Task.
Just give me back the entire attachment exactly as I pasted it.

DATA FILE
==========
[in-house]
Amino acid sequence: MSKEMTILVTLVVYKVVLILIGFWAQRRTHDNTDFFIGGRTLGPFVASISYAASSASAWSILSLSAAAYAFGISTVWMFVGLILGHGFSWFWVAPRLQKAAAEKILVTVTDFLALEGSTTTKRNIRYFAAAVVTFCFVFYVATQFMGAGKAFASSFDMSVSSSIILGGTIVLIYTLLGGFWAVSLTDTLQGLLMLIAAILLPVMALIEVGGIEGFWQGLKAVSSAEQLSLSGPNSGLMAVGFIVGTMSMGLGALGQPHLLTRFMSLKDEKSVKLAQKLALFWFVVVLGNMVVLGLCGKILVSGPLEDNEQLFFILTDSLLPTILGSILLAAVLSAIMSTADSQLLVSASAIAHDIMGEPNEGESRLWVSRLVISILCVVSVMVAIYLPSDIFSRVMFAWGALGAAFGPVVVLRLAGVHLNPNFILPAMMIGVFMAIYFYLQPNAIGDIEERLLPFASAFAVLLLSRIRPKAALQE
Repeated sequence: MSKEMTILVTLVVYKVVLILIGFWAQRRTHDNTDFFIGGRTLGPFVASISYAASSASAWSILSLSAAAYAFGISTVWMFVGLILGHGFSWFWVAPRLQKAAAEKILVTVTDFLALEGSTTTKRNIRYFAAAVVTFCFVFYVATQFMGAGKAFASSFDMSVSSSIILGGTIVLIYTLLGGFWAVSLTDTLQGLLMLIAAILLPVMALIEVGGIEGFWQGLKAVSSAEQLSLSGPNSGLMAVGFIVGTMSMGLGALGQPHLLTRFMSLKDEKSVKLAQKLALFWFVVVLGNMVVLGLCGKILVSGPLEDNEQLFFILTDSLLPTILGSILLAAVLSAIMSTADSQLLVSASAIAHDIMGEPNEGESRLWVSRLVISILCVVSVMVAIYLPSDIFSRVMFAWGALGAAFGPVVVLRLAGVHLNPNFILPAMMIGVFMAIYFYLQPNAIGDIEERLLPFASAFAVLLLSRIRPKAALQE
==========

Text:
[in-house]
Amino acid sequence: MSKEMTILVTLVVYKVVLILIGFWAQRRTHDNTDFFIGGRTLGPFVASISYAASSASAWSILSLSAAAYAFGISTVWMFVGLILGHGFSWFWVAPRLQKAAAEKILVTVTDFLALEGSTTTKRNIRYFAAAVVTFCFVFYVATQFMGAGKAFASSFDMSVSSSIILGGTIVLIYTLLGGFWAVSLTDTLQGLLMLIAAILLPVMALIEVGGIEGFWQGLKAVSSAEQLSLSGPNSGLMAVGFIVGTMSMGLGALGQPHLLTRFMSLKDEKSVKLAQKLALFWFVVVLGNMVVLGLCGKILVSGPLEDNEQLFFILTDSLLPTILGSILLAAVLSAIMSTADSQLLVSASAIAHDIMGEPNEGESRLWVSRLVISILCVVSVMVAIYLPSDIFSRVMFAWGALGAAFGPVVVLRLAGVHLNPNFILPAMMIGVFMAIYFYLQPNAIGDIEERLLPFASAFAVLLLSRIRPKAALQE
Repeated sequence: MSKEMTILVTLVVYKVVLILIGFWAQRRTHDNTDFFIGGRTLGPFVASISYAASSASAWSILSLSAAAYAFGISTVWMFVGLILGHGFSWFWVAPRLQKAAAEKILVTVTDFLALEGSTTTKRNIRYFAAAVVTFCFVFYVATQFMGAGKAFASSFDMSVSSSIILGGTIVLIYTLLGGFWAVSLTDTLQGLLMLIAAILLPVMALIEVGGIEGFWQGLKAVSSAEQLSLSGPNSGLMAVGFIVGTMSMGLGALGQPHLLTRFMSLKDEKSVKLAQKLALFWFVVVLGNMVVLGLCGKILVSGPLEDNEQLFFILTDSLLPTILGSILLAAVLSAIMSTADSQLLVSASAIAHDIMGEPNEGESRLWVSRLVISILCVVSVMVAIYLPSDIFSRVMFAWGALGAAFGPVVVLRLAGVHLNPNFILPAMMIGVFMAIYFYLQPNAIGDIEERLLPFASAFAVLLLSRIRPKAALQE